It’s Friday afternoon, so it must be time for a blog entry. But what to write? It looks like it will be a general observation that life is complex.
This week was busy and “diverse”. I attended two accessibility committee meetings, a BLI review meeting, three meetings with faculty, a videot recording of Ray Kurzweil, and a session with Graham Spanier. A lot to think about…
I think Ray Kurzweil was supposed to speak about accessibility tools, but really spoke about using logarithmic curves to predict future trends. This sounds really boring, but I like numbers so much, that I was actually quite impressed. I do worry about his notion of humans speeding towards “singularity” – it makes having another “Dark Age” sound much more appealing.
The presentation from Graham Spanier was also interesting, but what struck me most was that he said end users (i.e. students/faculty/non-tech staff) are mystified by edicts which have no explanation. In truth, I think most of ITS does try to explain why they do what they do, but often the explanation is very technical.
For instance, would you predict that a programmer would be handle French ç, but have problems with œ (did you ever care before)? Or that you’re better off using a point scale in an Excel gradebook rather than percentages? How about that PNG images from Powerpoint are large and “bad”, but those from Illustrator are small and “OK”? I can see your eyes glazing over already.
Part of accessibility and Unicode education is explaining why you have to insert what appear to be random snippets of code in certain places (then cursing that the WYSIWYG tool doesn’t do it for you already). As you can imagine it’s a challenge, because most users want to push a magic “Accessify” button (we haven’t built that yet). As President Spanier said, it is a challenge to communicate to users that really their life would be simpler if they took a few minutes to click a few obscure settings and lock down some items for security purposes.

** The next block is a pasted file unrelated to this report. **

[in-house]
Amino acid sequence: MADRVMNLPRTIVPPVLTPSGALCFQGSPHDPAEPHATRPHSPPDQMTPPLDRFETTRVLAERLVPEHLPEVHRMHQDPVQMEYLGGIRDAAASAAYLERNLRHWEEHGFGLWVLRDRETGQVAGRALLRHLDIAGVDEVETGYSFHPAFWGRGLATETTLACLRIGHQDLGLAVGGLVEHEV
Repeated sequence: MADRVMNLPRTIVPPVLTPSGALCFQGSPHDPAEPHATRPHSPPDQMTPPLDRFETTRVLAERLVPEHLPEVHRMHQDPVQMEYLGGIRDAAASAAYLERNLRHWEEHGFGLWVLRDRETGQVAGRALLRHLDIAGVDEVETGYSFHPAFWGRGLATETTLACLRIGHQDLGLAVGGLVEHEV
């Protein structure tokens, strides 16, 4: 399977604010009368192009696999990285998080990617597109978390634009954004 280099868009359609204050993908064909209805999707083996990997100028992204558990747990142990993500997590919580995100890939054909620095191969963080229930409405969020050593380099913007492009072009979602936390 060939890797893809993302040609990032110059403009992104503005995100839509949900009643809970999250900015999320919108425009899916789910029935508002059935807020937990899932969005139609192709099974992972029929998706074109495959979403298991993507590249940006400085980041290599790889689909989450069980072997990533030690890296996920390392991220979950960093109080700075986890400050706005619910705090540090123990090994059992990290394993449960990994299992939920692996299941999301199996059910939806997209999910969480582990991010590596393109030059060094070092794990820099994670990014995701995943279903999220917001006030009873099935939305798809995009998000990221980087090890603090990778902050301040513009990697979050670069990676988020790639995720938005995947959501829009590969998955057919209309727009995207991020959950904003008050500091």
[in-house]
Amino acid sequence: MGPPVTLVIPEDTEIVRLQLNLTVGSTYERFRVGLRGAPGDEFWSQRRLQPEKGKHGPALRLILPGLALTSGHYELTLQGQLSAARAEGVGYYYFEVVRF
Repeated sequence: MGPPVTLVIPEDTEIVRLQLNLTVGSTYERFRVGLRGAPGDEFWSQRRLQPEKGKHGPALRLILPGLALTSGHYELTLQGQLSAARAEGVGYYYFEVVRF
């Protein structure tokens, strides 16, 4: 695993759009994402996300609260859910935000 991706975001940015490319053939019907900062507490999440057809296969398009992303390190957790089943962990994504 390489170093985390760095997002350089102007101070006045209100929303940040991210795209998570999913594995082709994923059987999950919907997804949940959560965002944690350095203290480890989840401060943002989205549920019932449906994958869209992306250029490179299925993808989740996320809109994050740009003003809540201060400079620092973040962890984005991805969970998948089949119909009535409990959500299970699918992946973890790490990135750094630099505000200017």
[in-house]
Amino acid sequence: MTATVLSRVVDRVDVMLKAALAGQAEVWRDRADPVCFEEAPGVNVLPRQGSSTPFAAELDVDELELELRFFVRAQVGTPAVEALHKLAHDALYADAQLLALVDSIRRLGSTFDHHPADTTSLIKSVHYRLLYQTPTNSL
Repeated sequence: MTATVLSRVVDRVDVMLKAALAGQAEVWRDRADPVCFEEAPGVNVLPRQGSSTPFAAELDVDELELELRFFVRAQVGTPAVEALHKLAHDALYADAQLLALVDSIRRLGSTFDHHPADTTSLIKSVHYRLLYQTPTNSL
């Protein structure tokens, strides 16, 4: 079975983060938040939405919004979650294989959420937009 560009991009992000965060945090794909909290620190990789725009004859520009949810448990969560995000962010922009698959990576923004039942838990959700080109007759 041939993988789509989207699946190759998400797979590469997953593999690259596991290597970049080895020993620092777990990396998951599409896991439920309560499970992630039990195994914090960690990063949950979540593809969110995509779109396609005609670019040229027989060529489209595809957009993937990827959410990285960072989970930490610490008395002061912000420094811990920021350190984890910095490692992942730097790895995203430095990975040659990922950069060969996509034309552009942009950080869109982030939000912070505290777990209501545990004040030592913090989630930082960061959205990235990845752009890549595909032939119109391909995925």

And speaking of accessibility, I noticed that even accessibility experts forget about accommodations for new technologies. When figuring out how to get information to faculty, a suggestion was to videotape a series of modules. I think this is a good idea, but we will be obligated to make sure all the videos are captioned! Maybe we could supplement with alternate presentations which are much easier to accessify?
On the other hand, I heard that the next version of Dragon Speak speech recognition will be 99% accurate even with minimal training. Will this be the tool that processes a complex acoustic signal into something humans recognize. That would be so awesome!
So this week I was reminded that life was complex. This is something we all complain about, but sometimes I wonder if we make it worse by trying to “simplify” things too much. I’m not saying I’m going to ditch concepts like usability, but I wonder if we give ourselves enough time to absorb or even appreciate what complexity we do have.
When I began here, a common complaint was that Penn State was operating on three platforms instead of selecting just one. But the fact that Penn State is open to Mac/Windows/Unix is something I loved. It shows that Penn State was willing to explore the best tool for the job be that accounting, digital art or high-end scientific computing.
Although building software adapted for multiple platforms is definitely a pain, I do think the overall quality is improved in the long run. Similarly I believe that building in accessibility makes the tool better for everyone and building in Unicode awareness makes your software portable to a global audience.
But it all takes time. Not that much time, but definitely an extra five minutes. I just wonder how willing we are to find those five minutes?